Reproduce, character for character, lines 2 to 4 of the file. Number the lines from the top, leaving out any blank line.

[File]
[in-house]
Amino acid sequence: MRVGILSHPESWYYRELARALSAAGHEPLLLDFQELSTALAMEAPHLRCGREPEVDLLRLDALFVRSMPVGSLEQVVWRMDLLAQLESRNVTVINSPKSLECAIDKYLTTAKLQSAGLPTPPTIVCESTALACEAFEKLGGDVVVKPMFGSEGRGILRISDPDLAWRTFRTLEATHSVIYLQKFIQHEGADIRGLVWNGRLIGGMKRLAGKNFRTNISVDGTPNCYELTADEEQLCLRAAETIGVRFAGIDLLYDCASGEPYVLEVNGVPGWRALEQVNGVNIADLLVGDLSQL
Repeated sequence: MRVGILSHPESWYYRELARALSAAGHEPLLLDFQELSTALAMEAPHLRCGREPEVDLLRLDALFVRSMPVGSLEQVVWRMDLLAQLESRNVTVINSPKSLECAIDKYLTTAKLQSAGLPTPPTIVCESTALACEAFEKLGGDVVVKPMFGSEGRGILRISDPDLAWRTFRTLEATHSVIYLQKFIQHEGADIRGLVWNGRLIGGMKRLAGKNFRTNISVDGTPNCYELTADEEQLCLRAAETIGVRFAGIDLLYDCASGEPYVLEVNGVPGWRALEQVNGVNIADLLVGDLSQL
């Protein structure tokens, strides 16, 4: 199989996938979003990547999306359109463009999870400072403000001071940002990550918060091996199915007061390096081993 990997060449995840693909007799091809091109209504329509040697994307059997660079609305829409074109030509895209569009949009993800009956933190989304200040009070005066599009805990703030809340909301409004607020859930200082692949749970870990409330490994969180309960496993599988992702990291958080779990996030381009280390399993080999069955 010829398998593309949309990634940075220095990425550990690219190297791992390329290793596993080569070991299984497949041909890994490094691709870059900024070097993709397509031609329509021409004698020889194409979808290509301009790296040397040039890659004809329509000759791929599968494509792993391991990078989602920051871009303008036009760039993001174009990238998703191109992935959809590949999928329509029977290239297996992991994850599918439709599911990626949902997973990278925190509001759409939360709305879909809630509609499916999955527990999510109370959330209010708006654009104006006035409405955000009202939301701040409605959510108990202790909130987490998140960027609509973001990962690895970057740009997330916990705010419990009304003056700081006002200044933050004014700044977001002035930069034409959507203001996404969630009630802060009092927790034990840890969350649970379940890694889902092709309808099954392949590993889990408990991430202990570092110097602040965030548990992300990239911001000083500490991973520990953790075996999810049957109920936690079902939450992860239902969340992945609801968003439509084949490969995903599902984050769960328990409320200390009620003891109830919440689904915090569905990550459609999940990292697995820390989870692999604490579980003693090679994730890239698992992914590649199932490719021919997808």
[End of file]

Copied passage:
Amino acid sequence: MRVGILSHPESWYYRELARALSAAGHEPLLLDFQELSTALAMEAPHLRCGREPEVDLLRLDALFVRSMPVGSLEQVVWRMDLLAQLESRNVTVINSPKSLECAIDKYLTTAKLQSAGLPTPPTIVCESTALACEAFEKLGGDVVVKPMFGSEGRGILRISDPDLAWRTFRTLEATHSVIYLQKFIQHEGADIRGLVWNGRLIGGMKRLAGKNFRTNISVDGTPNCYELTADEEQLCLRAAETIGVRFAGIDLLYDCASGEPYVLEVNGVPGWRALEQVNGVNIADLLVGDLSQL
Repeated sequence: MRVGILSHPESWYYRELARALSAAGHEPLLLDFQELSTALAMEAPHLRCGREPEVDLLRLDALFVRSMPVGSLEQVVWRMDLLAQLESRNVTVINSPKSLECAIDKYLTTAKLQSAGLPTPPTIVCESTALACEAFEKLGGDVVVKPMFGSEGRGILRISDPDLAWRTFRTLEATHSVIYLQKFIQHEGADIRGLVWNGRLIGGMKRLAGKNFRTNISVDGTPNCYELTADEEQLCLRAAETIGVRFAGIDLLYDCASGEPYVLEVNGVPGWRALEQVNGVNIADLLVGDLSQL
């Protein structure tokens, strides 16, 4: 199989996938979003990547999306359109463009999870400072403000001071940002990550918060091996199915007061390096081993 990997060449995840693909007799091809091109209504329509040697994307059997660079609305829409074109030509895209569009949009993800009956933190989304200040009070005066599009805990703030809340909301409004607020859930200082692949749970870990409330490994969180309960496993599988992702990291958080779990996030381009280390399993080999069955 010829398998593309949309990634940075220095990425550990690219190297791992390329290793596993080569070991299984497949041909890994490094691709870059900024070097993709397509031609329509021409004698020889194409979808290509301009790296040397040039890659004809329509000759791929599968494509792993391991990078989602920051871009303008036009760039993001174009990238998703191109992935959809590949999928329509029977290239297996992991994850599918439709599911990626949902997973990278925190509001759409939360709305879909809630509609499916999955527990999510109370959330209010708006654009104006006035409405955000009202939301701040409605959510108990202790909130987490998140960027609509973001990962690895970057740009997330916990705010419990009304003056700081006002200044933050004014700044977001002035930069034409959507203001996404969630009630802060009092927790034990840890969350649970379940890694889902092709309808099954392949590993889990408990991430202990570092110097602040965030548990992300990239911001000083500490991973520990953790075996999810049957109920936690079902939450992860239902969340992945609801968003439509084949490969995903599902984050769960328990409320200390009620003891109830919440689904915090569905990550459609999940990292697995820390989870692999604490579980003693090679994730890239698992992914590649199932490719021919997808």